WOODS HOLE, Mass. — For Gareth Lawson, the tiny water creatures known as “sea butterflies” might offer insight into one of the biggest problems to confront the world’s oceans.

Lawson is a biologist at the Woods Hole Oceanographic Institution, a private nonprofit across the water from Martha’s Vineyard. Sea butterflies – formally known as pteropods – are tiny marine snails.

“No more than a few centimeters – many of them the size of a grain of sand,” said Lawson.

They’re vital to understanding the world’s changing oceans because they come equipped with thin, sometimes transparent shells that are susceptible to changing ocean chemistry. As waters become more acidic, the sea butterflies’ shells dissolve.

While the long-term impact on sea butterflies and the marine environment around them is uncertain, what Lawson does know is that these lowly, delicate creatures play a big part in the food chain.

Pink salmon off the coast of Alaska, for example, get half their diet some years from sea butterflies.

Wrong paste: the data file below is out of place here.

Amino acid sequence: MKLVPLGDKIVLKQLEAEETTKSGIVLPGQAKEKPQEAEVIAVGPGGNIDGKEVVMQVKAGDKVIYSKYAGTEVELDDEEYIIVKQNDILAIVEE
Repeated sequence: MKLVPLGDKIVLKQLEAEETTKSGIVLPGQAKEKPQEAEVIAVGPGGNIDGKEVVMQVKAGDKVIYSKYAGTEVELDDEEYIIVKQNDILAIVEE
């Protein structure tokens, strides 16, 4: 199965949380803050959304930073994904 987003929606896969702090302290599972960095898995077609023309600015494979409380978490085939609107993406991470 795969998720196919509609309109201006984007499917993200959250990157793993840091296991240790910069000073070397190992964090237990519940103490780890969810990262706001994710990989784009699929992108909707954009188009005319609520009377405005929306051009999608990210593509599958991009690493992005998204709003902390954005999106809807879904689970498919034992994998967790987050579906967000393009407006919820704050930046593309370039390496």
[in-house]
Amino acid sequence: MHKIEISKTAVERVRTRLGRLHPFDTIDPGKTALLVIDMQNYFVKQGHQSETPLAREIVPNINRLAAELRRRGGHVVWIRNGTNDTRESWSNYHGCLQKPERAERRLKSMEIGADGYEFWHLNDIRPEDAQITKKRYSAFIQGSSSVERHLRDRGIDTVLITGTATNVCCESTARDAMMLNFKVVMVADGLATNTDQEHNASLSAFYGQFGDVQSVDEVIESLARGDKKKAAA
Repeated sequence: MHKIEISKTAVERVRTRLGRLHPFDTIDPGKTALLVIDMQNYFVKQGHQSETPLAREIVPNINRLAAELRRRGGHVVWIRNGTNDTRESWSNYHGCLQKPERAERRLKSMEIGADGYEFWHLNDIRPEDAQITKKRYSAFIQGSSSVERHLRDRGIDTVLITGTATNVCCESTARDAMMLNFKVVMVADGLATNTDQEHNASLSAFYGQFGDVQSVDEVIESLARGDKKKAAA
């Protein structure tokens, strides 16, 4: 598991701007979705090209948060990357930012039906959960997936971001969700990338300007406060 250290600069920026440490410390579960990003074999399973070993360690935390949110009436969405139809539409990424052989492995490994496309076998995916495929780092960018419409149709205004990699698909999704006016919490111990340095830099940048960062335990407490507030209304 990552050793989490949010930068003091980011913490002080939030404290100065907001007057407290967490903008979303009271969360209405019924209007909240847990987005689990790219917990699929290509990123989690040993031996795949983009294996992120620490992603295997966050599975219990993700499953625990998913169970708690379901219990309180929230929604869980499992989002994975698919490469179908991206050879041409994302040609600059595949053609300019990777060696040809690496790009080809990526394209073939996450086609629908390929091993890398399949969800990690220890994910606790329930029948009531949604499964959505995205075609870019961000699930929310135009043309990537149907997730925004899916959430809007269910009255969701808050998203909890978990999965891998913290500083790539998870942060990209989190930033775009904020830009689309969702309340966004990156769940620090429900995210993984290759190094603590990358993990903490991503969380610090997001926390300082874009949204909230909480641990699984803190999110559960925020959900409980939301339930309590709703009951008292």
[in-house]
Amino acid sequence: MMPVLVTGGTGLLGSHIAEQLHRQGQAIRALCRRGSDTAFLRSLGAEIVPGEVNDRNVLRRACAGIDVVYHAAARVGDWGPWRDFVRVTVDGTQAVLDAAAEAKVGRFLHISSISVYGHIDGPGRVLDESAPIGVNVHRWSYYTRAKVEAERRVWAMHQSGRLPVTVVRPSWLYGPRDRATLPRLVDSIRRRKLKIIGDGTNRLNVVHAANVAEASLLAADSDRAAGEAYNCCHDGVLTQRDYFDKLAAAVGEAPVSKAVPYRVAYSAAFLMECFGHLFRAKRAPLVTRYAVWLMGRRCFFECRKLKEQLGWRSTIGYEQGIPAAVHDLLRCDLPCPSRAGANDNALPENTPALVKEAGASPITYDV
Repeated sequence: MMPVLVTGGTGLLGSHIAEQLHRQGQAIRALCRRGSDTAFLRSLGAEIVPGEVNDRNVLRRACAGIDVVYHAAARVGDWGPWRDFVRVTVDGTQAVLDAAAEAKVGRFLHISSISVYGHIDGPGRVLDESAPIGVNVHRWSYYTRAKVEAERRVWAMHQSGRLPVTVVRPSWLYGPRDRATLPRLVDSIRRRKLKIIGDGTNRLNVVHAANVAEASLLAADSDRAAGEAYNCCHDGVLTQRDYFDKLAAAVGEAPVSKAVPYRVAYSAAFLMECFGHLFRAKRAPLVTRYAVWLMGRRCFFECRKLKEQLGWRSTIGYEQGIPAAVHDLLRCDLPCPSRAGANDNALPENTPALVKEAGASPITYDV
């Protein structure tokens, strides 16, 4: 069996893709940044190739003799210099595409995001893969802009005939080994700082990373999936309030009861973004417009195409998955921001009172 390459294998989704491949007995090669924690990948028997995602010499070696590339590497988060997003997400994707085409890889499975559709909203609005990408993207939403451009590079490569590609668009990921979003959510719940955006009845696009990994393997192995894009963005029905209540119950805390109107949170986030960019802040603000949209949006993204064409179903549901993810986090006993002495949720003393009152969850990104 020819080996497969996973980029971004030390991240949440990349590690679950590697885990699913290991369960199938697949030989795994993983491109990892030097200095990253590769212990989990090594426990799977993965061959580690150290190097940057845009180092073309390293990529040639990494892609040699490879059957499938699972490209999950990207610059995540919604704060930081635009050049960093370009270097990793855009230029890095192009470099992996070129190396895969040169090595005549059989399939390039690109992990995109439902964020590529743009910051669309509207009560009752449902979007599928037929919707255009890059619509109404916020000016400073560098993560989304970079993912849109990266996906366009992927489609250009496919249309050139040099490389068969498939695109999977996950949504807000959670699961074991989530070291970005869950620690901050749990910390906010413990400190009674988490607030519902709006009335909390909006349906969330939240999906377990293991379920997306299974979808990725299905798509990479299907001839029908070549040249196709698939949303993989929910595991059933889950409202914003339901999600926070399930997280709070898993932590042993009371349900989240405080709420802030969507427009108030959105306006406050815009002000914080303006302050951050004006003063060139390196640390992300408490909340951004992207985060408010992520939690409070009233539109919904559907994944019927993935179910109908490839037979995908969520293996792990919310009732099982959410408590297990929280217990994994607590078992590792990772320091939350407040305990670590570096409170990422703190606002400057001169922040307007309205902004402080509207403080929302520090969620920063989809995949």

“If they all dissolve away, what happens to the pink salmon?” he said. “That’s not clear.”

Lawson’s work is part of an ongoing effort by the National Science Foundation, a federal agency that sought five years ago to better understand ocean acidification.

David Garrison, a program director in the foundation’s Division of Ocean Sciences, said changing acid levels might affect organisms in the ocean “in ways we can’t appreciate.” The foundation had a five-year program, starting in 2010, that awarded about $12 million a year for research into ocean acidification. Lawson’s work at Woods Hole was among the projects.

Among 22 grants announced last year:

• Florida Atlantic University will study marine macroalgae and how their responses to changing ocean chemistry could affect coral reefs.

• University of California, San Diego, will explore the links among offshore biogeochemistry, coral reef metabolism and acidification.


• Pennsylvania State University will explore the response of tiny shelled organisms to ocean acidification during a warming period 56 million years ago.

• Duke University and Georgia Institute of Technology researchers will explore how microbes in coastal ecosystems fare differently from those in the open ocean.

• North Carolina State University researchers will study ocean acidification and coral reefs.

Of the projects announced in 2014, nine are by California researchers; two by North Carolina, Georgia, Pennsylvania and Florida; and one each by Hawaii, Oregon, Massachusetts, New Jersey and Bermuda.

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